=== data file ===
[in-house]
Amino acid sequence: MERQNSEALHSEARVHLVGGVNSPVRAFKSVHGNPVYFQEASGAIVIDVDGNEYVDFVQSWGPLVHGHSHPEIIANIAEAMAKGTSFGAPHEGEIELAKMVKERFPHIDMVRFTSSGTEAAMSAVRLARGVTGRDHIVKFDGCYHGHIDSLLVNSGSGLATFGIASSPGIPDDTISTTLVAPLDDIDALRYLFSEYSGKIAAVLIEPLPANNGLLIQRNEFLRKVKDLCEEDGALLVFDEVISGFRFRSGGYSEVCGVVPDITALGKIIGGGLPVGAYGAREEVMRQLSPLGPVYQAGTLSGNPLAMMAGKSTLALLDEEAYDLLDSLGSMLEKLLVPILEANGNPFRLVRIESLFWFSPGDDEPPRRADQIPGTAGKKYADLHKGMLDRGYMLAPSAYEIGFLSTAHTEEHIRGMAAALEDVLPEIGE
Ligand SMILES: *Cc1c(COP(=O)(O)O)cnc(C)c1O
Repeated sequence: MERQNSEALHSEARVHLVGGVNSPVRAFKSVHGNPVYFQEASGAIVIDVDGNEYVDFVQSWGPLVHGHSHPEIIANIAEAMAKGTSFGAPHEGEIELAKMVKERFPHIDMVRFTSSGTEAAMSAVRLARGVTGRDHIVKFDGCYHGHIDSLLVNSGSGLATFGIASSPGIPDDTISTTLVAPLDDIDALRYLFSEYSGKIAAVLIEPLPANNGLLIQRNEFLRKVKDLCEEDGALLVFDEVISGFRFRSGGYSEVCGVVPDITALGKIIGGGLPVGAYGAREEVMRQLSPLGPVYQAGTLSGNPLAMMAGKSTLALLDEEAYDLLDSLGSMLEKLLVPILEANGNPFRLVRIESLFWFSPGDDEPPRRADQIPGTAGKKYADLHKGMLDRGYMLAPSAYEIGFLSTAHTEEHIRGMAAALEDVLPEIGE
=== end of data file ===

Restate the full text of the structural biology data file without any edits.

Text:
[in-house]
Amino acid sequence: MERQNSEALHSEARVHLVGGVNSPVRAFKSVHGNPVYFQEASGAIVIDVDGNEYVDFVQSWGPLVHGHSHPEIIANIAEAMAKGTSFGAPHEGEIELAKMVKERFPHIDMVRFTSSGTEAAMSAVRLARGVTGRDHIVKFDGCYHGHIDSLLVNSGSGLATFGIASSPGIPDDTISTTLVAPLDDIDALRYLFSEYSGKIAAVLIEPLPANNGLLIQRNEFLRKVKDLCEEDGALLVFDEVISGFRFRSGGYSEVCGVVPDITALGKIIGGGLPVGAYGAREEVMRQLSPLGPVYQAGTLSGNPLAMMAGKSTLALLDEEAYDLLDSLGSMLEKLLVPILEANGNPFRLVRIESLFWFSPGDDEPPRRADQIPGTAGKKYADLHKGMLDRGYMLAPSAYEIGFLSTAHTEEHIRGMAAALEDVLPEIGE
Ligand SMILES: *Cc1c(COP(=O)(O)O)cnc(C)c1O
Repeated sequence: MERQNSEALHSEARVHLVGGVNSPVRAFKSVHGNPVYFQEASGAIVIDVDGNEYVDFVQSWGPLVHGHSHPEIIANIAEAMAKGTSFGAPHEGEIELAKMVKERFPHIDMVRFTSSGTEAAMSAVRLARGVTGRDHIVKFDGCYHGHIDSLLVNSGSGLATFGIASSPGIPDDTISTTLVAPLDDIDALRYLFSEYSGKIAAVLIEPLPANNGLLIQRNEFLRKVKDLCEEDGALLVFDEVISGFRFRSGGYSEVCGVVPDITALGKIIGGGLPVGAYGAREEVMRQLSPLGPVYQAGTLSGNPLAMMAGKSTLALLDEEAYDLLDSLGSMLEKLLVPILEANGNPFRLVRIESLFWFSPGDDEPPRRADQIPGTAGKKYADLHKGMLDRGYMLAPSAYEIGFLSTAHTEEHIRGMAAALEDVLPEIGE